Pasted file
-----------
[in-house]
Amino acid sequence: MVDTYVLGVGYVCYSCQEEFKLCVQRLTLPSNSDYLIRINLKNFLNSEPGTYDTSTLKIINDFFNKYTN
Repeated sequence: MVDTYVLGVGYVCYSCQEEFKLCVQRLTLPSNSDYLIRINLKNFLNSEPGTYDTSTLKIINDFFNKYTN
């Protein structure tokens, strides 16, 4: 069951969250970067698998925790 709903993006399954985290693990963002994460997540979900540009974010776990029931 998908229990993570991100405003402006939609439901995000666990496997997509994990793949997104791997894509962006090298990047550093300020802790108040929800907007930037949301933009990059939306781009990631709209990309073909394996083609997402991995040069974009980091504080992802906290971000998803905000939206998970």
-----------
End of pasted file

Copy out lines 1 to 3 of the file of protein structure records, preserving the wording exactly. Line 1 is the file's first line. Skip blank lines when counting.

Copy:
[in-house]
Amino acid sequence: MVDTYVLGVGYVCYSCQEEFKLCVQRLTLPSNSDYLIRINLKNFLNSEPGTYDTSTLKIINDFFNKYTN
Repeated sequence: MVDTYVLGVGYVCYSCQEEFKLCVQRLTLPSNSDYLIRINLKNFLNSEPGTYDTSTLKIINDFFNKYTN